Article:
All September we’re raising awareness about pet waste in relation to health and the environment. In the last couple of posts, we brought up different methods of cleaning your pet’s waste, but in this post we’re getting to the heart of the matter and discussing how diet greatly affects the quality of your pet’s waste.
By now, you might have heard many of the benefits of feeding cats and dogs a species-appropriate raw diet. A natural raw food diet goes a long way in promoting the health of gums, teeth, coats, skin and bones for an overall healthier and happier animal. But a lesser-known benefit is a reduction in the the size, smell and number of times your dog or cat poops! All of us here at HPS agree the less poop, the better.
How exactly does raw food make for better poop? First, we’ll look at how our pets process food. It all begins with the intestines. Both dogs and cats have a short intestinal tract, which means that the time it takes for digested food to reach the colon is about 12 hours. Comparatively, it takes humans approximately 30 to 40 hours to completely digest food and pass it. The longer food sits in the intestines the more it ferments, creating an ideal living environment for bacteria and parasites.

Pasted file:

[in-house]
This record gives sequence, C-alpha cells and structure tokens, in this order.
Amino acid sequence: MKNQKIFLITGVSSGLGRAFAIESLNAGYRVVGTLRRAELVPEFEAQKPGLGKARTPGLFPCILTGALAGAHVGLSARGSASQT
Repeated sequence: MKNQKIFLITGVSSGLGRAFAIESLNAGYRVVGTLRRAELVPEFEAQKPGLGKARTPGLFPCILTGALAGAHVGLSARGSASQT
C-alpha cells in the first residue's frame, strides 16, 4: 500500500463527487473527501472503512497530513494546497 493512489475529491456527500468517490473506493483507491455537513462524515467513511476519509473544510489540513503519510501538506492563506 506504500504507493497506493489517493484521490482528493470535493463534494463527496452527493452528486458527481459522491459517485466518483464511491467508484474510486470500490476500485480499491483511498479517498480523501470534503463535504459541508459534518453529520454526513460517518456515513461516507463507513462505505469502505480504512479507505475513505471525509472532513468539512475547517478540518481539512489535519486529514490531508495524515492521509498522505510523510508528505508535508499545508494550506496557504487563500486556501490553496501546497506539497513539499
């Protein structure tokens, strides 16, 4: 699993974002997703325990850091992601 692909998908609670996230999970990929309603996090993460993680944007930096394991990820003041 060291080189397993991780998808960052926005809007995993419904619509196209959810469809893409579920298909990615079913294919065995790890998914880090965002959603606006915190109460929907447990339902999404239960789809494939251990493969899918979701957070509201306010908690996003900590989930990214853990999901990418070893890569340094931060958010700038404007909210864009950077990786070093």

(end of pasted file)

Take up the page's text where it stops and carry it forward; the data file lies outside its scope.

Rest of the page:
When your dog or cat eats their kibble dinner, the starch and carbohydrates that make up your typical kibble move through their system only partially digested before eventually fermenting. This happens because dogs and cats evolved on a staple diet of meat and are largely unable to breakdown carbohydrates and starches, as they lack the digestive enzyme known as amylase required to break down those materials. When they do eat carbohydrates, which is the base of most commercial pet foods, they’re unable to completely digest and utilize the nutrients.
So, after that partially-digested fermented content comes out the other end of your pet, it doesn’t smell pleasant nor does it look quite right. There’s a distinct look to this type of waste: it’s usually quite voluminous, very soft, lighter in color, gives off a very foul odor. This all comes about due to the indigestible food they are excreting.
In comparison, dogs and cats that are fed a raw fed diet tend to have smaller, firmer and far less odorous poop than their kibble-fed counterparts. While raw food does not completely take away the odor of poop, but it greatly reduces it. Why is that? Because dogs and cats are able to efficiently utilize and digest the raw material. The food spends considerably less time fermenting, and almost all the nutrients are absorbed.